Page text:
This sounds crazy, but sometimes baking SSDs fixes them if they break. This process causes the solder to reflow. So here’s how to do the SSD oven trick.
Why baking SSDs or the SSD oven trick works
I enjoy MacGyver-style repairs. I once recovered a USB drive with two clothespins. Putting an SSD in the oven definitely ranks up there with my clothespin trick. But here’s why it can work.
Baking SSDs causes the solder to reflow. If the problem is due to a bad solder joint, either from a factory defect or from overheating, reflowing solder via the SSD oven trick can help.
This trick does present some risks, so I can’t take any responsibility for the results. I’ll tell you how to do it. But I can’t guarantee it will work every time. I can’t even guarantee it will work a majority of the time. But if my power cycle trick doesn’t work and the other option is sending the drive to Ontrack, you might want to give this a try.
But always try the power cycle trick before the oven trick. Always. And if that doesn’t work, try shimming the drive with an old gift card. Both things are relatively quick to try and guaranteed to do no harm.
Don’t bake your SSD in your kitchen oven. Get a secondhand toaster oven at a thrift store and use that, and don’t ever use the oven for food preparation again. Reflowing solder can release heavy metals into the air. You don’t want them landing on the walls of your oven, then getting re-released and deposited on your food.
It won’t kill you right away, but the effects are cumulative. I have an old toaster oven I only use for things like solder reflowing and baking paint.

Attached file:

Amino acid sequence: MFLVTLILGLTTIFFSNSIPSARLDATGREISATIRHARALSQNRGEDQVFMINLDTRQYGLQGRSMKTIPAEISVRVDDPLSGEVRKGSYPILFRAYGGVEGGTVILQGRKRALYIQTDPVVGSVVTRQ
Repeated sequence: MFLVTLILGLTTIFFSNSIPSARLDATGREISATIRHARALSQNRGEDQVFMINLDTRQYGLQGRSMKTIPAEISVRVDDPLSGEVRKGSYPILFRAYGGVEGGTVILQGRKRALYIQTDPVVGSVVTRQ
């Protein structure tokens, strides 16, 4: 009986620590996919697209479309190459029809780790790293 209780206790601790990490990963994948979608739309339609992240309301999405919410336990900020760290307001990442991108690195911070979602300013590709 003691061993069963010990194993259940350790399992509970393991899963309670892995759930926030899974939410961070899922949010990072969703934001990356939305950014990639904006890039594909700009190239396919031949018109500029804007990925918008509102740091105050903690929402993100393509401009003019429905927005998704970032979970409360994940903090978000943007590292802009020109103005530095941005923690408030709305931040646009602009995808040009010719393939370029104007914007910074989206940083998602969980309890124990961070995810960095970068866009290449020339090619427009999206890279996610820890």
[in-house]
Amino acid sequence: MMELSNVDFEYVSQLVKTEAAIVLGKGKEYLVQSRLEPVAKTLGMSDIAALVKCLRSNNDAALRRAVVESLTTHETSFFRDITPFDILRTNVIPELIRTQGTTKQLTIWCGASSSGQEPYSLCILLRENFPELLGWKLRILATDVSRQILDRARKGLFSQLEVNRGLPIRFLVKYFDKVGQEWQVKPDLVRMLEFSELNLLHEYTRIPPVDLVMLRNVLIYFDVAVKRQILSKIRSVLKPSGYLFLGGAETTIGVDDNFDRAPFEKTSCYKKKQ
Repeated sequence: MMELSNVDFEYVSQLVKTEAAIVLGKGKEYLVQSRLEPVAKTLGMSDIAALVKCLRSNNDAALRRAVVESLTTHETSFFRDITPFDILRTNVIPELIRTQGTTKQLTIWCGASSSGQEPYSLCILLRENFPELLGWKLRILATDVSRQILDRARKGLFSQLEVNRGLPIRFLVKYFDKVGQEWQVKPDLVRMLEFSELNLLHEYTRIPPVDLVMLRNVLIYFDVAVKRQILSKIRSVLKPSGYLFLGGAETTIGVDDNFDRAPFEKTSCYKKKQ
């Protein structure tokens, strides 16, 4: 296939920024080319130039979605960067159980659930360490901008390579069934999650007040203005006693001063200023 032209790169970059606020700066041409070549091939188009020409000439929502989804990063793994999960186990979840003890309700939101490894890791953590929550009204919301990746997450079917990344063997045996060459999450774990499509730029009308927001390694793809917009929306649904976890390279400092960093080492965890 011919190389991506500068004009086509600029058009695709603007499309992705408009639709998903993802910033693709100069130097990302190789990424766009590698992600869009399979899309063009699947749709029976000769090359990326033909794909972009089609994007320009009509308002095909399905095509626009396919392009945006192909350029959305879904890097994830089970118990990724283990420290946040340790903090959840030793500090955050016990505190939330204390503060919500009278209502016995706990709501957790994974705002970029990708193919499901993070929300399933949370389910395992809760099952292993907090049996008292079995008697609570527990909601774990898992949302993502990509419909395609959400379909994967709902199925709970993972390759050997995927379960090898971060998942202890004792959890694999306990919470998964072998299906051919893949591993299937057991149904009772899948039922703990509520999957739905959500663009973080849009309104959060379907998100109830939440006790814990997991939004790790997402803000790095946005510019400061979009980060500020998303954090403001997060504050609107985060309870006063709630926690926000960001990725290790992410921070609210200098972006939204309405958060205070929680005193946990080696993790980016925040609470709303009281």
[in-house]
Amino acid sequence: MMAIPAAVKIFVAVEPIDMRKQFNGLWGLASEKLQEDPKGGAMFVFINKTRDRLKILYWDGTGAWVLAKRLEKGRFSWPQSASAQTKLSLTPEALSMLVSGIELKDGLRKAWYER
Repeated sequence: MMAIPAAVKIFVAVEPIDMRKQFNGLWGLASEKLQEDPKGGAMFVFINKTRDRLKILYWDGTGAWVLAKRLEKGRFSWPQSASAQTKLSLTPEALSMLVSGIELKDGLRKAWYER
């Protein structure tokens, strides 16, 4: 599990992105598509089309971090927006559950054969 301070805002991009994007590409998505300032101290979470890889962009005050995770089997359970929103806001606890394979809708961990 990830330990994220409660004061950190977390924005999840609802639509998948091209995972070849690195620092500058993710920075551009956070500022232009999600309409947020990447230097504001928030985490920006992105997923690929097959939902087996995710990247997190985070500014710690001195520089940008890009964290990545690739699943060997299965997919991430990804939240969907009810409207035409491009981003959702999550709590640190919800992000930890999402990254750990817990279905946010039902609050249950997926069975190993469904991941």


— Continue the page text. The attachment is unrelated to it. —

I also recommend taking your toaster oven outdoors or at least into the garage, with the door open, when you do this. You don’t want to be breathing the fumes.
Performing the SSD oven trick
To bake an SSD, remove the circuit board and place it on a piece of aluminum foil. Since low-temperature solder was mostly banned around 2006, we have to assume the board used newer solder. Bake the board at about 450 or 475 degrees for about 8 minutes without preheating it. Check periodically and if you see the solder get bright and shiny, go ahead and shut it down.
After 8 minutes or when the solder gets shiny, shut off the oven, open the door, and let everything sit for about 30 minutes.
Once the board is good and cool, reassemble it. Put the drive in a computer and try it out. Always assume the fix is temporary and immediately copy the data if the drive works.
Is the SSD oven trick a temporary or permanent fix?
The life expectancy of a baked SSD depends. If the problem was a bad solder joint from the factory, its prognosis is rather good. If some of the drive’s components run so hot that they damage their solder joints, the problem will probably happen again. The latter problem is unusual, especially for SSDs. They don’t normally run hot like video cards.
Baking SSDs repeatedly shouldn’t damage the chips or the board, as long as you don’t preheat the oven. Too much heat too fast shocks the board, but an oven with ramp-up time is fine. Heat is bad for computer chips while they’re working. But powered off, the chips shouldn’t care about heat. Baking repeatedly probably isn’t good for the plastic SATA and power connectors though.
If I had an SSD that I had to throw back into the oven from time to time to keep it working, I certainly wouldn’t use it in a computer I needed to rely on.